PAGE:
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1.7.5.2 Private Suits Seeking Relief Similar to a Recall

Some courts have allowed plaintiffs to seek court-ordered recall-like remedies for defective vehicles or parts, particularly in cases in which a defect is alleged but the plaintiffs or the members of the plaintiff class have not yet suffered injuries as a result of the defect.327 This result is supported by the Motor Vehicle Safety Act itself, which states that a recall conducted pursuant to 49 U.S.C. § 30120(b) does not displace any other “rights and remedies under other laws of the United States or a State.”328 Courts have also allowed consumers to bring suit based on the way a manufacturer was handling a recall.329 In addition, while a recall is in process, courts have allowed suits for damages to proceed, holding that compensating injured plaintiffs does not interfere with the administration of a voluntary recall.330 A failure-to-warn claim is not preempted by the federal law’s notice and recall procedures.331 One court allowed consumers to proceed with a claim that a manufacturer had implemented a recall negligently.332

Footnotes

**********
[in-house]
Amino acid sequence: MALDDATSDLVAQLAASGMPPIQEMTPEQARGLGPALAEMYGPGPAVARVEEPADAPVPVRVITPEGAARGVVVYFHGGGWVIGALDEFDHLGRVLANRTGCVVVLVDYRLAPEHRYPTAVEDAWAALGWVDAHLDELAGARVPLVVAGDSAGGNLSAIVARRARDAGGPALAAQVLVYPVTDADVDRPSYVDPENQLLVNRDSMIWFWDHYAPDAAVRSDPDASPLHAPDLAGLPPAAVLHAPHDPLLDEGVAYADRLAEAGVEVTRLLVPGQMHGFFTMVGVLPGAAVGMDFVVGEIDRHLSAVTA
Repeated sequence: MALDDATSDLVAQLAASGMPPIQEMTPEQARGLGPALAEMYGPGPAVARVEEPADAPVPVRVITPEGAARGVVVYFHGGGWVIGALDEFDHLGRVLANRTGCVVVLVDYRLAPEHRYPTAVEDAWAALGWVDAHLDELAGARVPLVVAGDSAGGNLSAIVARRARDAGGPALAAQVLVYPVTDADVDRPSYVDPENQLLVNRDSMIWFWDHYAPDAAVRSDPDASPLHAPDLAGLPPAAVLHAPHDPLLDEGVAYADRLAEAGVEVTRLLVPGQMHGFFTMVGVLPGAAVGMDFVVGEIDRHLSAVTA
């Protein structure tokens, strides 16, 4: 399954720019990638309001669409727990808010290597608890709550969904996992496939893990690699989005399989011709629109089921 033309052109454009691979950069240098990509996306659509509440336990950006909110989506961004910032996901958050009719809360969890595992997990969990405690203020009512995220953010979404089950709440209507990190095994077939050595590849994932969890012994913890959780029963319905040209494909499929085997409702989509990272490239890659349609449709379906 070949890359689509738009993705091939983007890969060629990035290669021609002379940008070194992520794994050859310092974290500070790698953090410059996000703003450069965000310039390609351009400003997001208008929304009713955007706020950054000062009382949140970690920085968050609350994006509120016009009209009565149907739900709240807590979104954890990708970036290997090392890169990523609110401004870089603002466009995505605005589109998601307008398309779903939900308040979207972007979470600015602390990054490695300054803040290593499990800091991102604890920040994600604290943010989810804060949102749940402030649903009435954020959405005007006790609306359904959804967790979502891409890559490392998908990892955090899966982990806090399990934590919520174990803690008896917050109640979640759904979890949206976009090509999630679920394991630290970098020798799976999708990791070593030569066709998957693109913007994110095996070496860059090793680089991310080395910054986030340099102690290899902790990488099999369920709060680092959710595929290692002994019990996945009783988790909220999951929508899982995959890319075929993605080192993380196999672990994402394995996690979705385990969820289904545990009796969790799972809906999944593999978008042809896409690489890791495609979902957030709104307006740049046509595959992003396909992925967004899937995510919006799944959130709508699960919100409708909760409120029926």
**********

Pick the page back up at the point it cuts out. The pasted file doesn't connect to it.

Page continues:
• 327 {305} See In re FCA US L.L.C. Monostable Elec. Gearshift Litig., 2017 WL 1382297 (E.D. Mich. Apr. 18, 2017); Lohr v. Nissan N. Am., Inc., 2017 WL 1037555 (W.D. Wash. Mar. 17, 2017); Lassen v. Nissan N. Am., Inc., 211 F. Supp. 3d 1267 (C.D. Cal. 2016); Bryde v. Gen. Motors, L.L.C., 2016 WL 6804584 (N.D. Cal. Nov. 17, 2016); In re Toyota Motor Corp. Unintended Acceleration Mktg., Sales Practices, & Products Liab. Litig., 754 F. Supp. 2d 1145 (C.D. Cal. 2010); Rosen v. J.M. Auto Inc., 2008 WL 9901501 (S.D. Fla. Mar. 6, 2008); Kagan v. Carwell Corp., 2001 U.S. Dist. LEXIS 4544 (C.D. Cal. Mar. 30, 2001); Zavala v. TK Holdings Inc., 2004 WL 2903981 (Cal. Ct. App. Dec. 16, 2004) (upholding trial court’s refusal to dismiss suit seeking recall-type remedy; trial court can take any federal recall into account in fashioning relief); Mazerolle v. DaimlerChrysler Corp., 48 U.C.C. Rep. Serv. 2d 1310 (Me. Super. Ct. 2002) (allowing judicial recall suit to proceed when NHTSA had not taken any action). See also McGee v. Cont’l Tire N. Am., Inc., 2007 WL 2462624 (D.N.J. Aug. 27, 2007) (refusing to dismiss claim for declaratory judgment requiring recall of tires); Besse v. Gen. Motors Corp., 317 F. Supp. 2d 646 (D.S.C. 2004) (classwide claim regarding engine defect not preempted when plaintiffs sought damages, not recall, and defect did not affect safety); Chamberlan v. Ford Motor Co., 314 F. Supp. 2d 953 (N.D. Cal. 2004) (claim not preempted when plaintiffs sought unspecified injunctive relief, possibly consisting of notification or inclusion of individual owners in ongoing voluntary fleet recall); Annelli v. Ford Motor Co., 2005 WL 2206443 (Conn. Super. Ct. July 22, 2005) (no preemption of suit seeking order under Secret Warranty Act requiring manufacturer to make repair kit available to vehicle owners); Cuellar v. Ford Motor Co., 723 N.W.2d 747 (Wis. Ct. App. 2006) (rejecting preemption argument; suit to enforce secret warranty law does not seek recall). But see Schiesser v. Ford Motor Co., 2017 WL 1283499 (N.D. Ill. Apr. 6, 2017) (claim for recall-like relief is preempted; also finding dismissal on grounds of comity appropriate, as another suit had already resulted in a nationwide settlement); Flynn v. FCA US L.L.C., 2016 WL 5341749, at *5 (S.D. Ill. Sept. 23, 2016) (requests for declaratory relief that would amount to a full-blown judicial recall are preempted); In re Bridgestone/Firestone Inc. Tires Products Liab. Litig., 153 F. Supp. 2d 935, 945 (S.D. Ind. 2001) (Motor Vehicle Safety Act preempts any state law recall; Act’s comprehensiveness with regard to recalls demonstrates that any state law providing for a recall would frustrate its purposes); Coker v. DaimlerChrysler Corp., 617 S.E.2d 306 (N.C. Ct. App. 2005), aff’d, 627 S.E.2d 461 (N.C. 2006). But cf. Granillo v. FCA US L.L.C., 2016 WL 9405772, at *18–20 (D.N.J. Aug. 29, 2016) (plaintiff cannot seek an order that the manufacturer issue a recall “pursuant to applicable NHTSA guidelines”; even a voluntary recall requires NHTSA involvement, and states cannot direct NHTSA’s actions); Owen v. Gen. Motors Corp., 2006 WL 2808632 (W.D. Mo. Sept. 28, 2006) (consumer whose vehicle had already been repaired could not seek classwide recall order); Namovicz v. Cooper Tire & Rubber Co., 225 F. Supp. 2d 582 (D. Md. 2001) (claim seeking replacement or inspection of tires is equivalent to recall and is completely preempted).